As global health efforts become increasingly relevant, advanced technology, particularly mobile communication, is becoming increasingly important. Advanced technology, particularly mobile communication, is a crucial instrument becoming increasingly relevant in global health efforts for better population health. Several mobile health(mHealth) services were initiated, particularly in low- and middle-income countries (LMICs) where people lack basic health care facilities1 to reduce public health issues and those factors which limit access, such as transport issues, distance to services, inadequate personnel or lack of financial resources, and adequate emergency guidance.2 In the early stages of the COVID-19 pandemic, which negatively affected pregnant women's mental health, the extent of the hazards was unknown.3 In addition to increasing fear and stress during pregnancy, the COVID-19 pandemic and  lockdown which has resulted in a negative impact on many women's physical and mental health. Moreover, technology was utilized to cope with the pandemic effects.4-7 This paper aims to create evidence of mHealth integration in Pakistan's MNCH programme and explores the innovative strategies used in LMIC during the COVID-19 pandemic. The outcomes of this paper aimed to help   public health researchers to shed light on new techniques to create sustainable MNCH programmes that can function in emergency or public health alert situations.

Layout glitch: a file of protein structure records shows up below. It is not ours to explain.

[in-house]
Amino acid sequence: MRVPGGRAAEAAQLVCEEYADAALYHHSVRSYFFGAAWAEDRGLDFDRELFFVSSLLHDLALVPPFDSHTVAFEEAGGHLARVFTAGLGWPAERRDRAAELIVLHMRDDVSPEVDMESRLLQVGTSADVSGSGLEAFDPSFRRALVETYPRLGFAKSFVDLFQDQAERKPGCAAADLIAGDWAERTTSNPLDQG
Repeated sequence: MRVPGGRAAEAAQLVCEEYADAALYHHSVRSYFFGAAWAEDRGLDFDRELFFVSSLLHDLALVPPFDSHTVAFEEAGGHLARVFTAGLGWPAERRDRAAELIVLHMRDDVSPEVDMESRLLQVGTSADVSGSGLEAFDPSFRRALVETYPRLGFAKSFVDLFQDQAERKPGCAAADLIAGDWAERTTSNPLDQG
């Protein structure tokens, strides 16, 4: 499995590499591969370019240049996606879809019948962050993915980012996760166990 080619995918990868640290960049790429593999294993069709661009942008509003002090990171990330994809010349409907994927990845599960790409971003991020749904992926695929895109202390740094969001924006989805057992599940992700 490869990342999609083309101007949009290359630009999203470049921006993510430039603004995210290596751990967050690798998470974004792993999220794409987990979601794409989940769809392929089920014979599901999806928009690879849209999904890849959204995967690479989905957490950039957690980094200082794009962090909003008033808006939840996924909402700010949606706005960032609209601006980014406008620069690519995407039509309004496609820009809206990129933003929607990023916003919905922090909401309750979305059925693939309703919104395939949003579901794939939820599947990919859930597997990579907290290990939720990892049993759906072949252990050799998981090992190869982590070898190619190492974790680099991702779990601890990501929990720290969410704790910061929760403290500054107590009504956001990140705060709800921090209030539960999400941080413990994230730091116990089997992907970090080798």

Leverage of mHealth integration in MNCH programme in Pakistan

Almost half of Pakistan’s population lives in rural areas that have insufficient healthcare facilities and infrastructure, which require attention to address such difficulties  studies were conducted to enhance the use of technology to reduce the burden on healthcare services.8-10 Rising mobile phone usage has the potential to continue care during emergencies such as the COVID-19 pandemic and other disasters. Although the mHealth phenomenon is not new, the utilisation of mHealth is still in its infancy. This limited use of mHealth could be attributed to a lack of trust in and awareness of mobile technology among the users.